Telco avoids major damage to its reputation by owning up to the wrongdoing, says brand expert.
Vodafone has been slapped with more fines for Fair Trading Act breaches than any other company but a brand specialist says the telco has dodged major reputation damage by owning up to the wrongdoing.
The phone and internet company was fined $960,000 yesterday after pleading guilty to 21 charges for misleading advertising.
This brought the total fines Vodafone has copped for Fair Trading Act breaches to almost $1.5 million, the highest imposed on a single defendant.
Despite this milestone, Interbrand managing director James Bickford said Vodafone's apology for its actions would mitigate the harm the offending could have done to its brand.
"They've come out and said 'we've made an error' and apologised for it," Bickford said.
"As far as the brand is concerned, that's what it should be doing," he said.
"That's what 21st century consumers want - they accept people will make mistakes but they don't want cover-ups and denials.
"They just want the brand to say 'okay, we made some mistakes, we've accepted them and we'll put it right and move on'."
Vodafone marketing director Greg Campbell said the company took the charges and the resulting fine seriously.
"In 2006 and 2008, there was a huge amount happening in the world of technology - the mobile internet was emerging, mobile networks were speeding up and customers were really getting a handle on the benefits of being mobile" Campbell said. "In our genuine attempts to communicate these benefits, we accept that we got some things wrong."
The Commerce Commission, which brought the case against Vodafone, said companies needed to make sure their headline message is not misleading when they prepare their marketing campaigns.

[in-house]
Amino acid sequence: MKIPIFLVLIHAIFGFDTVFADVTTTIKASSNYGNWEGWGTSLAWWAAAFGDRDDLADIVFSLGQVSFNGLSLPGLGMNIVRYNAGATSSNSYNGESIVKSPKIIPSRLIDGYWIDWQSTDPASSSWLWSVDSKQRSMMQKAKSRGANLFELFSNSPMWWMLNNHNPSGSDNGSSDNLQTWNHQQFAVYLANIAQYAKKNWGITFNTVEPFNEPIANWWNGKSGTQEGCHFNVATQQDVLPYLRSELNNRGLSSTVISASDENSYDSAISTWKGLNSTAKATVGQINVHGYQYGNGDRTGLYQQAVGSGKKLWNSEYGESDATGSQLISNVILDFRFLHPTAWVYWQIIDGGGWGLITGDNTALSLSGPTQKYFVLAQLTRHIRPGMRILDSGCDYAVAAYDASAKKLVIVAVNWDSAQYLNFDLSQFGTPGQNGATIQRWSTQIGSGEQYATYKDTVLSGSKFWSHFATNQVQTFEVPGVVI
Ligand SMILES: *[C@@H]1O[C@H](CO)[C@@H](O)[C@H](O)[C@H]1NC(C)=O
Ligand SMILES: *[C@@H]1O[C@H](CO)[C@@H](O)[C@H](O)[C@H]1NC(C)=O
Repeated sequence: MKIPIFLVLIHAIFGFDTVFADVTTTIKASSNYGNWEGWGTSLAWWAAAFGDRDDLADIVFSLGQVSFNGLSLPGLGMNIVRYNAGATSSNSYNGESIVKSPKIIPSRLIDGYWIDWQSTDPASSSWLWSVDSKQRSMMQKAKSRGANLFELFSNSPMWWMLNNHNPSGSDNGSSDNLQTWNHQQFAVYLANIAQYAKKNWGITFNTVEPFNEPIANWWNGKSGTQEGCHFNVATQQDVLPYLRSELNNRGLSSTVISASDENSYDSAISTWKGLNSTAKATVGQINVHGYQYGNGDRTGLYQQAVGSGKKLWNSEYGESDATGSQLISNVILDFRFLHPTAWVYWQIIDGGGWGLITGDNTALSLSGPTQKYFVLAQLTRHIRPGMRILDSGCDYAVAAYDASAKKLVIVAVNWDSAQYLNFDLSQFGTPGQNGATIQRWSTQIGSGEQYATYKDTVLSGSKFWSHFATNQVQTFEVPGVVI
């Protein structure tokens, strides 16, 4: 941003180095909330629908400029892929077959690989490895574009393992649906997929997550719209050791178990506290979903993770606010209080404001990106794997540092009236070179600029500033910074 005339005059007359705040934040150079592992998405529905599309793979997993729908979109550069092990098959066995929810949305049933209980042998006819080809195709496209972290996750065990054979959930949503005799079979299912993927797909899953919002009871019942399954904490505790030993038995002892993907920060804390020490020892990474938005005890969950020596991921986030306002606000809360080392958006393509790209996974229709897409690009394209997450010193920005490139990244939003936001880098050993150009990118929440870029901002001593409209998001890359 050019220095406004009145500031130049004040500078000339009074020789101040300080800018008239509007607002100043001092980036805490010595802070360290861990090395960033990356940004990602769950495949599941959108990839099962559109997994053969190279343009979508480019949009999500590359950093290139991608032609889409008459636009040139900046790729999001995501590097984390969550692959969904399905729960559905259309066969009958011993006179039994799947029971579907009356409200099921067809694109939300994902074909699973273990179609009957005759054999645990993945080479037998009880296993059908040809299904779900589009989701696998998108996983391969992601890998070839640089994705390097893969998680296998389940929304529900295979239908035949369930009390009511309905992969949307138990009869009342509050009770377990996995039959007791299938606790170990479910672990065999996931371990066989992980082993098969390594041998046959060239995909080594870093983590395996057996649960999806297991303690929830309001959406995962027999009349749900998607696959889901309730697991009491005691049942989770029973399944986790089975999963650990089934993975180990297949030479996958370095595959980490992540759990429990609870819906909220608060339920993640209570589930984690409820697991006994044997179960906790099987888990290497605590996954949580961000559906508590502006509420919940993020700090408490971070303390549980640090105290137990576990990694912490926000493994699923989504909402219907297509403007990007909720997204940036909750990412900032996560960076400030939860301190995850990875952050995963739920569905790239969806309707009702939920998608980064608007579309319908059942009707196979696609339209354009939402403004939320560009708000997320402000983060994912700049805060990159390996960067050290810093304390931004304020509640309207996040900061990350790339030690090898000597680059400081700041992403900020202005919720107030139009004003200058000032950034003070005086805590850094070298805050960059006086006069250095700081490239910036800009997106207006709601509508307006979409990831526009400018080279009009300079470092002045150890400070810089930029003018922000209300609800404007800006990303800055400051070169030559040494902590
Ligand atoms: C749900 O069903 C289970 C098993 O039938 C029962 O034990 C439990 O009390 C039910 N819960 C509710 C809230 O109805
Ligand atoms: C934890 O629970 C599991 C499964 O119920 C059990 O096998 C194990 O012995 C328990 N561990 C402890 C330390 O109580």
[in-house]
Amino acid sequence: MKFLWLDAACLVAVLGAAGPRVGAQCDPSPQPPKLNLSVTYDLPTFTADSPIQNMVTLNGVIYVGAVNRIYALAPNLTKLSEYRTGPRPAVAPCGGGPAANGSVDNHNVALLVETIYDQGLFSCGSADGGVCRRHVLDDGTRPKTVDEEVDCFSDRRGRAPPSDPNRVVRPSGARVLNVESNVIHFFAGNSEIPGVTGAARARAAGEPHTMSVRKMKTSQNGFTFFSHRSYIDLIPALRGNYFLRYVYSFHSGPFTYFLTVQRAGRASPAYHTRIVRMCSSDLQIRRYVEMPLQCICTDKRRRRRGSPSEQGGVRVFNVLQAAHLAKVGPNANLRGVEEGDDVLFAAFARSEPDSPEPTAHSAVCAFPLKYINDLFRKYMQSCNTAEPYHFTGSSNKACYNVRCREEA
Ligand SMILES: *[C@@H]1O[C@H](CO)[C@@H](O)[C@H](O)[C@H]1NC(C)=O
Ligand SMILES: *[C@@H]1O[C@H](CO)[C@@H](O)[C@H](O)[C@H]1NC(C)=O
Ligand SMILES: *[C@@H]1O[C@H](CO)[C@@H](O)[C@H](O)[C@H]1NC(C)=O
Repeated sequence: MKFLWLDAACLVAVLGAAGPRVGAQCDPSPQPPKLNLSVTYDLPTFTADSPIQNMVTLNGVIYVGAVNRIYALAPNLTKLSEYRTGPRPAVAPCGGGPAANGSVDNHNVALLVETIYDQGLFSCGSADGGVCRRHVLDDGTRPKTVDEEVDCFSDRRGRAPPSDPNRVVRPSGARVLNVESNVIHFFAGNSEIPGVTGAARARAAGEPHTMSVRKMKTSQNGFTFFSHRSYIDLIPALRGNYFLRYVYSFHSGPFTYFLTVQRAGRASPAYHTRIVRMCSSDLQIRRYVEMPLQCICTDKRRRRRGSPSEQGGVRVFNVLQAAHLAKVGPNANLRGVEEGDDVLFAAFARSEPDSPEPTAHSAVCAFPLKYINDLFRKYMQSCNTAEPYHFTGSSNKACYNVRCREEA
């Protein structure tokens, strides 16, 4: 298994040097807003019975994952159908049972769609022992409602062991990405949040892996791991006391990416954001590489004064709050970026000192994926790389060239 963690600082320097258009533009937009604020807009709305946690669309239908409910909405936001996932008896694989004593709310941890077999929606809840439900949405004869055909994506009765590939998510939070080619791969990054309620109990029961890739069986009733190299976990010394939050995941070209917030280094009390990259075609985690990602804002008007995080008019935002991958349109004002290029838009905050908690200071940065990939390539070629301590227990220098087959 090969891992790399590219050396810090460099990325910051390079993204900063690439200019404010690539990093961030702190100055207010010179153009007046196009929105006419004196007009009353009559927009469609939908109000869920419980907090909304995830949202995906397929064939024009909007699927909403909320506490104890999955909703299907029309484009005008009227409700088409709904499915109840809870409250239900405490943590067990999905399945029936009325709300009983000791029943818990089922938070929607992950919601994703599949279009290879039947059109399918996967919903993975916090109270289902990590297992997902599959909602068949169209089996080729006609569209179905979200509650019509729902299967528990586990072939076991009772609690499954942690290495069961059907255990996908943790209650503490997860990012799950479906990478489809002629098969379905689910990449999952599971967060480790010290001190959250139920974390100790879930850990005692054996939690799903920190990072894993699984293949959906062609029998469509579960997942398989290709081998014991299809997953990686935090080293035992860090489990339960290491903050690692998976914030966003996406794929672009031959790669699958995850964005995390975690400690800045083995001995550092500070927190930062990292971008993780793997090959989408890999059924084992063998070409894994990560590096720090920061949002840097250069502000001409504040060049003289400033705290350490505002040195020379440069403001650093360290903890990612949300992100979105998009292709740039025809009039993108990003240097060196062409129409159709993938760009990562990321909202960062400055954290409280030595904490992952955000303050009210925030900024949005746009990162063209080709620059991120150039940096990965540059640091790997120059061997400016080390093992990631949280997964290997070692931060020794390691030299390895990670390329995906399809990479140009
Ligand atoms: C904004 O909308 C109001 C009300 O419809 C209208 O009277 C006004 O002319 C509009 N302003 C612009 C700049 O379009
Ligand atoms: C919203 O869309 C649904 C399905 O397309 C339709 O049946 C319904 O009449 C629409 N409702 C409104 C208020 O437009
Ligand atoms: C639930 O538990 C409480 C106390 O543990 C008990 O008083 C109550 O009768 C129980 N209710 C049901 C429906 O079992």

Under the Fair Trading Act it is the initial impression that is important, said commission competition manager Stuart Wallace.
"Fine print qualifiers won't generally save advertising statements that are misleading at first glance," he said.
Vodafone was fined yesterday for claims it made on the coverage of its wireless broadband network in a marketing campaign between October 2006 and April 2008.
The charges also related to availability of a $10 free airtime credit for customers who bought Vodafone's "Supa-Prepay" pack between May 2007 and September 2008.
They also covered Vodafone's claims about the size of its mobile phone or 3G mobile network between September 2008 and February 2009.
The company appeared for sentencing in the Auckland District Court before Judge David Harvey yesterday after pleading guilty to the charges in July.
The commission and Vodafone had agreed on a starting point of $1.2 million for the fine, and Vodafone was granted a 20 per cent discount for pleading guilty.
Judge Harvey said the commission had suggested that Vodafone had acted with recklessness but he said "gross carelessness" was a more appropriate description. He said the fact that Vodafone did not do enough to address the problem seemed to have "aggravated the circumstances".
Last November, Vodafone NZ, part of the British telecommunications giant Vodafone Group, was fined $81,900 for misleading customers over its "$1 a day" mobile internet plan.
Four months earlier it was fined over $400,000 for a similar offence.